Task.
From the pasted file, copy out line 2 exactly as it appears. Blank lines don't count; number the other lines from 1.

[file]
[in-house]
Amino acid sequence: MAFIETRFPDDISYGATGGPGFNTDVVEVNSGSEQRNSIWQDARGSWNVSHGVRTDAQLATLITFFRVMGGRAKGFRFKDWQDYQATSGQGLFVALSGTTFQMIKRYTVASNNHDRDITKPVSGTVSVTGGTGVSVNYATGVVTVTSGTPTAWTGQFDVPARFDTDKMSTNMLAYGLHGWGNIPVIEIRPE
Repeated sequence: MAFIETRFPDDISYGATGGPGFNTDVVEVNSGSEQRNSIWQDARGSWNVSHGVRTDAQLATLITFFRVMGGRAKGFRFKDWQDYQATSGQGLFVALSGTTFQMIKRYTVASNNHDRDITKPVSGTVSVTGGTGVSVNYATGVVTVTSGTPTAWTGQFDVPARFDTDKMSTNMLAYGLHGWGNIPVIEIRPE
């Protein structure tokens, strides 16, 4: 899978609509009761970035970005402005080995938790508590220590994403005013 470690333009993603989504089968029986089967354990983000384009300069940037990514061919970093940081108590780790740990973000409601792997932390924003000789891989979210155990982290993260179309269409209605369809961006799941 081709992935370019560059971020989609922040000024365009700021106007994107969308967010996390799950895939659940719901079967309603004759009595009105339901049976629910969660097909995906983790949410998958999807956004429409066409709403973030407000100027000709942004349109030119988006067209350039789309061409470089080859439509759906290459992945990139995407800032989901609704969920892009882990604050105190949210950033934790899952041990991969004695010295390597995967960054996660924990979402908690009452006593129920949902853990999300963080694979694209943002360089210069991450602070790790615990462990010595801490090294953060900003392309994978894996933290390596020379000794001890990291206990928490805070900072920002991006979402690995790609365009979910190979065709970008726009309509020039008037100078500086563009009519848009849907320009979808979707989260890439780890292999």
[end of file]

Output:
Amino acid sequence: MAFIETRFPDDISYGATGGPGFNTDVVEVNSGSEQRNSIWQDARGSWNVSHGVRTDAQLATLITFFRVMGGRAKGFRFKDWQDYQATSGQGLFVALSGTTFQMIKRYTVASNNHDRDITKPVSGTVSVTGGTGVSVNYATGVVTVTSGTPTAWTGQFDVPARFDTDKMSTNMLAYGLHGWGNIPVIEIRPE